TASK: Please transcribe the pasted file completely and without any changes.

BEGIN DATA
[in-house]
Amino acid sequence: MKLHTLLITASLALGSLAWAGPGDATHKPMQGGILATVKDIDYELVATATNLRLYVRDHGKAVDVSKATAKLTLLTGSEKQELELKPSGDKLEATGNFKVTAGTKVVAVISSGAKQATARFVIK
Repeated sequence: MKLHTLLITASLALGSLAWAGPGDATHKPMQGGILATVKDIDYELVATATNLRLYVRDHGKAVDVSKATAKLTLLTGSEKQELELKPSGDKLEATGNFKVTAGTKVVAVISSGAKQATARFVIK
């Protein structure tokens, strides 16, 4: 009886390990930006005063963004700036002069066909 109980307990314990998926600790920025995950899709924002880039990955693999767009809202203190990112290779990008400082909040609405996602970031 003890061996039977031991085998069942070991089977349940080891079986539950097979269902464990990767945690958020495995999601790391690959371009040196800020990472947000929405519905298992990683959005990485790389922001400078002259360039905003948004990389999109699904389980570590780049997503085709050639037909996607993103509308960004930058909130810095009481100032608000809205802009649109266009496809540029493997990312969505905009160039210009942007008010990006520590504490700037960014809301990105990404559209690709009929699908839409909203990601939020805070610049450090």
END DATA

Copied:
[in-house]
Amino acid sequence: MKLHTLLITASLALGSLAWAGPGDATHKPMQGGILATVKDIDYELVATATNLRLYVRDHGKAVDVSKATAKLTLLTGSEKQELELKPSGDKLEATGNFKVTAGTKVVAVISSGAKQATARFVIK
Repeated sequence: MKLHTLLITASLALGSLAWAGPGDATHKPMQGGILATVKDIDYELVATATNLRLYVRDHGKAVDVSKATAKLTLLTGSEKQELELKPSGDKLEATGNFKVTAGTKVVAVISSGAKQATARFVIK
């Protein structure tokens, strides 16, 4: 009886390990930006005063963004700036002069066909 109980307990314990998926600790920025995950899709924002880039990955693999767009809202203190990112290779990008400082909040609405996602970031 003890061996039977031991085998069942070991089977349940080891079986539950097979269902464990990767945690958020495995999601790391690959371009040196800020990472947000929405519905298992990683959005990485790389922001400078002259360039905003948004990389999109699904389980570590780049997503085709050639037909996607993103509308960004930058909130810095009481100032608000809205802009649109266009496809540029493997990312969505905009160039210009942007008010990006520590504490700037960014809301990105990404559209690709009929699908839409909203990601939020805070610049450090």